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|Title:||Ports as Drivers of Urban and Regional Growth|
|Authors:||LONZA Laura; MAROLDA Maria Cristina|
|Type:||Articles in periodicals and books|
|Abstract:||Traded volumes – from raw materials to final consumer goods through intermediary products – are projected to continue growing in the foreseeable future: sheer domestic EU and global competition will impose challenging requirements to providing innovative supply-chain and logistics solutions, including not only smart business models but also smart and foresighted infrastructural planning and management capacities. Public planning and funding face critical limitations, such as: (i) not duly accounting for the induced pressures on inland transportation infrastructure allowing access from/to the port to/from interesting trade links/destinations; (ii) not duly accounting for indirect costs and benefits resulting from either new infrastructural developments or re-deployment of existing infrastructures, and (iii) not duly accounting for the impacts of ports on the cities in which they are localised. Fragmented projections and impact assessments lead to sub-optimal economic performance of multi-modal terminals, the transportation network and the area they impact on increasing the risk of depleting initial investments or requiring on-going/ permanent – public support, including to overcome local negative impacts. This article has two main purposes. On the one hand, it strives to identify shortcomings that hinder the achievement of expected benefits on urban and regional growth linked to port activity expansion. It is not based on a comprehensive analysis of case studies but on literature review and for that reason limiting factors mentioned in the article are not necessarily suited to specific situations. On the other hand, the article proposes a reflection on the relevant analytical and policy intervention tools having the potential to tackle and – ideally – resolve shortcomings. It advocates that a wider use of such tools would enhance the efficiency of handling freight volumes through ports and onto surface transport corridors maximizing positive spillover effects while minimizing nuisances and drawbacks for the urban and regional areas concerned. Congestion reduction in and around port areas and enhanced competitiveness are the expected results from balanced multimodal transport solutions. Many benefits are associated with efficient ports yet there tends to be a mismatch with gains spilling over to other regions and negative impacts borne locally. This area of research is expected to become all the more relevant in view of growing size of ships and therefore reduced number of ports/operators capable of handling those as well as higher induced pressure on – often already congested – inland transportation corridors. Conversely, development of the Motorways of the Sea and implementation of Short Sea Shipping foresee the increased use of medium and small ports to relieve the heavy burden on land transport, but this implies revised shipping patterns as well as overcoming fragmentation in transport infrastructure planning.|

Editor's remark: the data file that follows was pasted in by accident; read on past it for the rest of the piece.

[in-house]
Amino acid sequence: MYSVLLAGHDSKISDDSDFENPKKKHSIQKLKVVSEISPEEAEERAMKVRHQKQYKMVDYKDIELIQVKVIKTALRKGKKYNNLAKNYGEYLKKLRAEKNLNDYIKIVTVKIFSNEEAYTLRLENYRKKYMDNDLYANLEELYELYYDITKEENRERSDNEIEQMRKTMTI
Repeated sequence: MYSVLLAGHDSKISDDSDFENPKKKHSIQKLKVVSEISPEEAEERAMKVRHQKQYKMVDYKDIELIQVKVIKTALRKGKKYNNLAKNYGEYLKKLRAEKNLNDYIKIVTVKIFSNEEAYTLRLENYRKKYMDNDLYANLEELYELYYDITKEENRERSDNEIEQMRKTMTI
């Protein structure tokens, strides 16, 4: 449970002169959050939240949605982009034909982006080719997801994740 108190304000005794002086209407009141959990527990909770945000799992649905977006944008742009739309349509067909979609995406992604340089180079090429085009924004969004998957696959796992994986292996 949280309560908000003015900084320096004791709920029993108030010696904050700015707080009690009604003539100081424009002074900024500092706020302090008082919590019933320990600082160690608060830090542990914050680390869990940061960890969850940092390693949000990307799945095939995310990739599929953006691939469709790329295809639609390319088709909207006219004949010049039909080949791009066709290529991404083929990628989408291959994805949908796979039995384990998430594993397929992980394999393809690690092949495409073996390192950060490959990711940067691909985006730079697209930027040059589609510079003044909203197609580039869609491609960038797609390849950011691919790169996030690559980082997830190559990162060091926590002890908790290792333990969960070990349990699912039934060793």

|JRC Directorate:||Energy, Transport and Climate|
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